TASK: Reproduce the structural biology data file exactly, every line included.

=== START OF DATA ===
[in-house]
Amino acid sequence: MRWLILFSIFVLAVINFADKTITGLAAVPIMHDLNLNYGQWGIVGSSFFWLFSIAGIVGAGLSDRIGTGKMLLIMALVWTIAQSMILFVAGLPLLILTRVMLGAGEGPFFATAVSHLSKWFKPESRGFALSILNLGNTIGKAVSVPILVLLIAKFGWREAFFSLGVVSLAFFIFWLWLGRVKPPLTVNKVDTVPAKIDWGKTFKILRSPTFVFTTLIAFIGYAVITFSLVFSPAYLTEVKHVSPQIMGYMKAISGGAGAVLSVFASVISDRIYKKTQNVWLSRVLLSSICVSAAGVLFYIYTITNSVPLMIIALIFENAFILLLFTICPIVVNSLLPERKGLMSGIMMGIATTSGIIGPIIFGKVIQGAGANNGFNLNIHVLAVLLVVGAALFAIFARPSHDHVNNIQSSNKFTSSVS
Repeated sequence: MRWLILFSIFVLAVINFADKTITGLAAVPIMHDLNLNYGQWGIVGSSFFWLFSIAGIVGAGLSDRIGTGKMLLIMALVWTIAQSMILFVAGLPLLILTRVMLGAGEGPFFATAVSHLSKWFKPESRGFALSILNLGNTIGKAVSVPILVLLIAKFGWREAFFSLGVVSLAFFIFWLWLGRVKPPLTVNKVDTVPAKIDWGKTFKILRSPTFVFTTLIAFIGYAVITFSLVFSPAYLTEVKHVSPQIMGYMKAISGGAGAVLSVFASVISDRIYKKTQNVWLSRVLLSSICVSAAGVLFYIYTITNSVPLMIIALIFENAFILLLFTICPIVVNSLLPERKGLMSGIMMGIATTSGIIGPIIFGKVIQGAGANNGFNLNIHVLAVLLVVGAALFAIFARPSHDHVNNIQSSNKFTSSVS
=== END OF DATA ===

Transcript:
[in-house]
Amino acid sequence: MRWLILFSIFVLAVINFADKTITGLAAVPIMHDLNLNYGQWGIVGSSFFWLFSIAGIVGAGLSDRIGTGKMLLIMALVWTIAQSMILFVAGLPLLILTRVMLGAGEGPFFATAVSHLSKWFKPESRGFALSILNLGNTIGKAVSVPILVLLIAKFGWREAFFSLGVVSLAFFIFWLWLGRVKPPLTVNKVDTVPAKIDWGKTFKILRSPTFVFTTLIAFIGYAVITFSLVFSPAYLTEVKHVSPQIMGYMKAISGGAGAVLSVFASVISDRIYKKTQNVWLSRVLLSSICVSAAGVLFYIYTITNSVPLMIIALIFENAFILLLFTICPIVVNSLLPERKGLMSGIMMGIATTSGIIGPIIFGKVIQGAGANNGFNLNIHVLAVLLVVGAALFAIFARPSHDHVNNIQSSNKFTSSVS
Repeated sequence: MRWLILFSIFVLAVINFADKTITGLAAVPIMHDLNLNYGQWGIVGSSFFWLFSIAGIVGAGLSDRIGTGKMLLIMALVWTIAQSMILFVAGLPLLILTRVMLGAGEGPFFATAVSHLSKWFKPESRGFALSILNLGNTIGKAVSVPILVLLIAKFGWREAFFSLGVVSLAFFIFWLWLGRVKPPLTVNKVDTVPAKIDWGKTFKILRSPTFVFTTLIAFIGYAVITFSLVFSPAYLTEVKHVSPQIMGYMKAISGGAGAVLSVFASVISDRIYKKTQNVWLSRVLLSSICVSAAGVLFYIYTITNSVPLMIIALIFENAFILLLFTICPIVVNSLLPERKGLMSGIMMGIATTSGIIGPIIFGKVIQGAGANNGFNLNIHVLAVLLVVGAALFAIFARPSHDHVNNIQSSNKFTSSVS